The trouble with having any kind of mental health issue is that there is such a stigma surrounding them that a sufferer tends to isolate their self rather than talk about their problem.
Sufferers believe that those closest to them – family, friends and so on – will not have the ability to understand the condition they are afflicted with and, unfortunately, they are probably right. Education is getting better nowadays but it is a poor substitute for real understanding which is unfortunate as that means that even those professionals who are meant to be helping those in mental distress are only doing so based on their book-learnt knowledge.
All of this means that there is an opportunity for stigmatising sufferers that is all too readily grasped by non-sufferers because, as is so often the case, the unknown and the misunderstood is a source of fear that is best kept as distant as possible. The only way for a sufferer to beat the stigma surrounding mental health problems is to talk about their experiences and not to worry about how they appear in very hard but how else are non-sufferers going to know how mental issues can affect a sufferer’s day-to-day life? Books and leaflets can help to a degree but there is no greater method than personal stories to put across the horror that mental health issues can represent to someone.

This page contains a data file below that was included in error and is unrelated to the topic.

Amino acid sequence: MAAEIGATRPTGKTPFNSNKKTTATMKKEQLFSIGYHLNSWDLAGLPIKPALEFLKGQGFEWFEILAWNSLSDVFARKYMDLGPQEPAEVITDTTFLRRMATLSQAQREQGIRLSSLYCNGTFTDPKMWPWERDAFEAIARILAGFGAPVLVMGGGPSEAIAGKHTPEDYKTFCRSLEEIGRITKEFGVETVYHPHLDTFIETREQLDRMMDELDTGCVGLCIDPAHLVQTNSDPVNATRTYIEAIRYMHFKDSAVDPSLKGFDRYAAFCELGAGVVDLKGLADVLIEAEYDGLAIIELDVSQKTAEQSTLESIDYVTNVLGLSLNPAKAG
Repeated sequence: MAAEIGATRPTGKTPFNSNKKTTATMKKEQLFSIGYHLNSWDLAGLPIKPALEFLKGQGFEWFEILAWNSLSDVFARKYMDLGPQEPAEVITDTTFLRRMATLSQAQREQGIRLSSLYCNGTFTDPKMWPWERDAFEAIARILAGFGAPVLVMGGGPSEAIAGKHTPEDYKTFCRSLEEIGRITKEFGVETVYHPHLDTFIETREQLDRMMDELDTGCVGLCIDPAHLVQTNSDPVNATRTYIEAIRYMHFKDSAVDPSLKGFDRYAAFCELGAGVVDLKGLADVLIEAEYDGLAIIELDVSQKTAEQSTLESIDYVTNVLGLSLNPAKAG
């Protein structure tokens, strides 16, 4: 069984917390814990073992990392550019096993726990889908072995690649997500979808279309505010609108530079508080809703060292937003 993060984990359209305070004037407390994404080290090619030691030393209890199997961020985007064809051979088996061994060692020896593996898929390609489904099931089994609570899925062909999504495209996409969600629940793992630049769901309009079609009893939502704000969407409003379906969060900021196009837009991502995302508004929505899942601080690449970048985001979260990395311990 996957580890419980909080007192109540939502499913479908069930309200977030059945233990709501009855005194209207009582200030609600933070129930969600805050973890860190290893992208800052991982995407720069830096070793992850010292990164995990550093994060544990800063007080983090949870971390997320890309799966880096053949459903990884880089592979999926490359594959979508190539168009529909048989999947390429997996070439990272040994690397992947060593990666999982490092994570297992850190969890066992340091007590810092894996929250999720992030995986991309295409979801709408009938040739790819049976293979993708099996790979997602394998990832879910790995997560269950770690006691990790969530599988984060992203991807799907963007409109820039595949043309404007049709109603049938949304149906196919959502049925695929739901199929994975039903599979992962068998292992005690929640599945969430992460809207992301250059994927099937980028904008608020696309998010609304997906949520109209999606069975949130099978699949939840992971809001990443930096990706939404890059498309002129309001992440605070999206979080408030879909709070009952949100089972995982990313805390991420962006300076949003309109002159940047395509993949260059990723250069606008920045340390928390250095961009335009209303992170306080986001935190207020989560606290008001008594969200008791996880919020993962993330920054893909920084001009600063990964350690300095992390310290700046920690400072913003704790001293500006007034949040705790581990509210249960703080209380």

Sufferers seem to want to have understanding from others but are equally unwilling to speak out because of the fear that they will be ridiculed or persecuted. Now is the time to speak out and hang the consequences because, due to the current economic climate, more people will find themselves falling into depression as they lose their jobs and they will be looking for people with the knowledge they need to cope with their new-found condition. This situation will put sufferers in a strong position to beat the stigma surrounding their mental health issues and gain some self-respect and understanding…but only if they are willing to make the effort to get it.